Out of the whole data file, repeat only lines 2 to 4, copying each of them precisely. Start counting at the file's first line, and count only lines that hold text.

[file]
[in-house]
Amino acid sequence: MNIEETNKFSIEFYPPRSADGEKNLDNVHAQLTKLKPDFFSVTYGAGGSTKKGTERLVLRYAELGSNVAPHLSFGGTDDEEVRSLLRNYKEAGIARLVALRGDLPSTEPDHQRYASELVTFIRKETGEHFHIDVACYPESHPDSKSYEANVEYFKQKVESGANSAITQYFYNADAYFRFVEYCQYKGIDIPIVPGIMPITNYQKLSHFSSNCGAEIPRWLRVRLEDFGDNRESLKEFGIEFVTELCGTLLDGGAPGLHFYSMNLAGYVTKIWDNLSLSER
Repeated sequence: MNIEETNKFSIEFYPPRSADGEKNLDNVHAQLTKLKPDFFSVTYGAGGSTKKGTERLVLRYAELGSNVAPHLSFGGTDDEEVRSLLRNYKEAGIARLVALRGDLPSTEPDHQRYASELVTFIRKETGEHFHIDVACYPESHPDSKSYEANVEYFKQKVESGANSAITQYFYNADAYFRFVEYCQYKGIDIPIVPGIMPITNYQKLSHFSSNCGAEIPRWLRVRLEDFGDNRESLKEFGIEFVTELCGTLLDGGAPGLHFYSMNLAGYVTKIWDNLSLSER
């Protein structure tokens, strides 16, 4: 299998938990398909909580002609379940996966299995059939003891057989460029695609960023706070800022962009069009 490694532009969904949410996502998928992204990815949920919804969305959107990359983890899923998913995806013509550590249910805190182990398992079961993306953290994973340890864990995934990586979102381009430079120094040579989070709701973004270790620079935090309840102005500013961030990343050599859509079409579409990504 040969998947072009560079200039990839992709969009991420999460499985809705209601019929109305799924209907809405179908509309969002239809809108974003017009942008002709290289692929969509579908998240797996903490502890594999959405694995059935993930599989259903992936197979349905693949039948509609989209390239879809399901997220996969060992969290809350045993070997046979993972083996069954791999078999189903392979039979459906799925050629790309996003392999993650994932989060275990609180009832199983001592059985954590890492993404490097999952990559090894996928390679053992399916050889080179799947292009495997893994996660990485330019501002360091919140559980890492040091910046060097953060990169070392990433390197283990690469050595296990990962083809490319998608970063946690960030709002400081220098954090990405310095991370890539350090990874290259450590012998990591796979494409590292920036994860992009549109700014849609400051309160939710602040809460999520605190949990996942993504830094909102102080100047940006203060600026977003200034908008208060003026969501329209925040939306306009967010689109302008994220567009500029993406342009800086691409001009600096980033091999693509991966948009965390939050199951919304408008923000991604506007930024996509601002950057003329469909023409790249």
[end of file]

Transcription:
Amino acid sequence: MNIEETNKFSIEFYPPRSADGEKNLDNVHAQLTKLKPDFFSVTYGAGGSTKKGTERLVLRYAELGSNVAPHLSFGGTDDEEVRSLLRNYKEAGIARLVALRGDLPSTEPDHQRYASELVTFIRKETGEHFHIDVACYPESHPDSKSYEANVEYFKQKVESGANSAITQYFYNADAYFRFVEYCQYKGIDIPIVPGIMPITNYQKLSHFSSNCGAEIPRWLRVRLEDFGDNRESLKEFGIEFVTELCGTLLDGGAPGLHFYSMNLAGYVTKIWDNLSLSER
Repeated sequence: MNIEETNKFSIEFYPPRSADGEKNLDNVHAQLTKLKPDFFSVTYGAGGSTKKGTERLVLRYAELGSNVAPHLSFGGTDDEEVRSLLRNYKEAGIARLVALRGDLPSTEPDHQRYASELVTFIRKETGEHFHIDVACYPESHPDSKSYEANVEYFKQKVESGANSAITQYFYNADAYFRFVEYCQYKGIDIPIVPGIMPITNYQKLSHFSSNCGAEIPRWLRVRLEDFGDNRESLKEFGIEFVTELCGTLLDGGAPGLHFYSMNLAGYVTKIWDNLSLSER
């Protein structure tokens, strides 16, 4: 299998938990398909909580002609379940996966299995059939003891057989460029695609960023706070800022962009069009 490694532009969904949410996502998928992204990815949920919804969305959107990359983890899923998913995806013509550590249910805190182990398992079961993306953290994973340890864990995934990586979102381009430079120094040579989070709701973004270790620079935090309840102005500013961030990343050599859509079409579409990504 040969998947072009560079200039990839992709969009991420999460499985809705209601019929109305799924209907809405179908509309969002239809809108974003017009942008002709290289692929969509579908998240797996903490502890594999959405694995059935993930599989259903992936197979349905693949039948509609989209390239879809399901997220996969060992969290809350045993070997046979993972083996069954791999078999189903392979039979459906799925050629790309996003392999993650994932989060275990609180009832199983001592059985954590890492993404490097999952990559090894996928390679053992399916050889080179799947292009495997893994996660990485330019501002360091919140559980890492040091910046060097953060990169070392990433390197283990690469050595296990990962083809490319998608970063946690960030709002400081220098954090990405310095991370890539350090990874290259450590012998990591796979494409590292920036994860992009549109700014849609400051309160939710602040809460999520605190949990996942993504830094909102102080100047940006203060600026977003200034908008208060003026969501329209925040939306306009967010689109302008994220567009500029993406342009800086691409001009600096980033091999693509991966948009965390939050199951919304408008923000991604506007930024996509601002950057003329469909023409790249």